Free Mini Assessment

ICTAA Free Mini Health Check

We have extracted a number of our accreditation questions below to help you determine if your IT ecosystem is currently putting your business at risk of a data breach, cyber threat or unnessesary downtime.

IT SECURITY

These questions related to your IT security and will help to determine if you have any weak spots on your defences.
1.6.2 Do your passwords contain numbers and letters?
How long would it take to Brute-force a password with today’s technology?

High-end PC: 2 billion keys p/sec
5-character password = 0.03 seconds
8-character password = 11 hours
12-character password = 751 years

Amazon AWS (10 servers): 4.3 million keys p/sec
5-character password = Instant
8-character password = 5.4 hours
12-character password = 349 years

GPU (1 GPU): 7.7 billion keys p/sec
5-character password = Instant
8-character password = 3 hours
12-character password = 195 years

Distributed PC Network (ie, RC5 project)
1200 PCs: 998 billion keys p/sec
5-character password = Instant
8-character password = 20 minutes
12-character password = 1.5 years

Add the brand of your anti-virus program: Read More @ https://ictaa.com.au/tips-for-choosing-anti-virus-and-internet-security

1.6.3 Do you have anti-virus on your computers?
We have all heard of computer viruses causing problems with technology. Like any infection, taking precautions is essential to keeping your system clean. An Anti-Virus program searches files on your system, on USB drives and files from the internet and will quarantine any that contain an infection. Most new computers come with a trial for a commercial Anti-Virus package. It is highly advisable that you consult with your ICT Service Provider for their recommended package. There are also many free Anti-Virus products that are quite capable of protecting you from most threats.

Read More @ https://ictaa.com.au/tips-for-choosing-anti-virus-and-internet-security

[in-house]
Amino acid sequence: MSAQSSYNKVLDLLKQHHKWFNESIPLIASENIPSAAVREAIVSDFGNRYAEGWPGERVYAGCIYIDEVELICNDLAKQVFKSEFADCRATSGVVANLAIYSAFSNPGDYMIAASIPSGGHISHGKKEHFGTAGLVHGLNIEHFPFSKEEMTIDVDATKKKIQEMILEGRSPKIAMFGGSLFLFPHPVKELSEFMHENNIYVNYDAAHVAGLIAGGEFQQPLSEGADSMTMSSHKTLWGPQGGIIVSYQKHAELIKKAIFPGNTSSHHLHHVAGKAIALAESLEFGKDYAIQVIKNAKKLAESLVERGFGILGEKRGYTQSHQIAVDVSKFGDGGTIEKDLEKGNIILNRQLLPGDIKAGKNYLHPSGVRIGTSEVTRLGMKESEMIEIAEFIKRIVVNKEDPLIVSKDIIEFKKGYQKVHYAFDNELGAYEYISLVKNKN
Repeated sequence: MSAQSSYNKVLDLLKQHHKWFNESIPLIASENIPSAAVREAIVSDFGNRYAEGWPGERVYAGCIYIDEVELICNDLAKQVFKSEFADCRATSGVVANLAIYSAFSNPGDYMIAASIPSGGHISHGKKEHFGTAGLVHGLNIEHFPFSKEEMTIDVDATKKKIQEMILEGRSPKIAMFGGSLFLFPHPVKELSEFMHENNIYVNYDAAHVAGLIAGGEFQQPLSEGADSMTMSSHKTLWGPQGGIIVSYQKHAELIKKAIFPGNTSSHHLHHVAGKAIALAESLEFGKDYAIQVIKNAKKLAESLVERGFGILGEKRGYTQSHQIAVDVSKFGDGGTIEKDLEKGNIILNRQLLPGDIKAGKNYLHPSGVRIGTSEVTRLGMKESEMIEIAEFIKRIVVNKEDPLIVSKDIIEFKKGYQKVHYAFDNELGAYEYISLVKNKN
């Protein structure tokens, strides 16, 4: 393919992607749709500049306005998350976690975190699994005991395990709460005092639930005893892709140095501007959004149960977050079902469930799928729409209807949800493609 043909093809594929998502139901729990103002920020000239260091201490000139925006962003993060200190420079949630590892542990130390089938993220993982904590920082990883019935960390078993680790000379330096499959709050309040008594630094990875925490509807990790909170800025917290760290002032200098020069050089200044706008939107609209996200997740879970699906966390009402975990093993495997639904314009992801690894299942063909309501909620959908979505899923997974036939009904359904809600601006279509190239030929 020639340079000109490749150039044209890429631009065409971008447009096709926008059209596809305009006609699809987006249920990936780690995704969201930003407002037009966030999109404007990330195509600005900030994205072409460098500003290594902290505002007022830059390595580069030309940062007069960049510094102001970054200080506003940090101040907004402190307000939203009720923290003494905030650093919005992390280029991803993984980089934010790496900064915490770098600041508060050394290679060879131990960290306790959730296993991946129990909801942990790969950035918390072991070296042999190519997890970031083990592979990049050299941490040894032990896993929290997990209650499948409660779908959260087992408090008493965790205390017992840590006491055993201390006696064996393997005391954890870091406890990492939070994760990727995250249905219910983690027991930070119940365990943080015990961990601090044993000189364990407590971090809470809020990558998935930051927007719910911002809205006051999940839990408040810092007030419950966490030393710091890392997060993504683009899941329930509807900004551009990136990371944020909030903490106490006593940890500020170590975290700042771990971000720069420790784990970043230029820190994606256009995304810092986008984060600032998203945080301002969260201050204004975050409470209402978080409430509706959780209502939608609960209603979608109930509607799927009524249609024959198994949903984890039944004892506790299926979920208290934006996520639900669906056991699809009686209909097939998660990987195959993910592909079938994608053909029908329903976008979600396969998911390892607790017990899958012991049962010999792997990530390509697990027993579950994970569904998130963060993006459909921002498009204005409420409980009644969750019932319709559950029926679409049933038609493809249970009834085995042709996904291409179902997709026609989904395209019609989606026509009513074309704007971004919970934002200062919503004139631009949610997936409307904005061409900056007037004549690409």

1.6.4 Does your anti-virus update and scan automatically?
New viruses are developed daily, having an antivirus that updates automatically is a must. These updates are typically downloaded from the internet behind the scenes but you should check this is occurring regularly, it could be useless if not configured correctly or is outdated. You should also check that background or “real-time” scanning is enabled to check files as they are accessed.

Not all anti-virus products are the same In today’s world anti-virus is pretty much mandatory, our computers are almost always connected to the internet and this increases the risk of receiving a virus. Anti-virus software isn’t perfect and threats do slip past them undetected if your running outdated AV there is the possibility that your AV isn’t aware of new virus strains and you could be infected. When evaluating AV products for your business, we would strongly recommend avoiding retail or “unmanaged” AV products, however we do recommend a Managed AV product – Managed AV can be supplied by your IT company and the main difference being its managed by your IT company, they will ensure you always have the latest updates and will monitor all your computers and devices for outbreaks, they will also be able to perform any cleanup activities needed.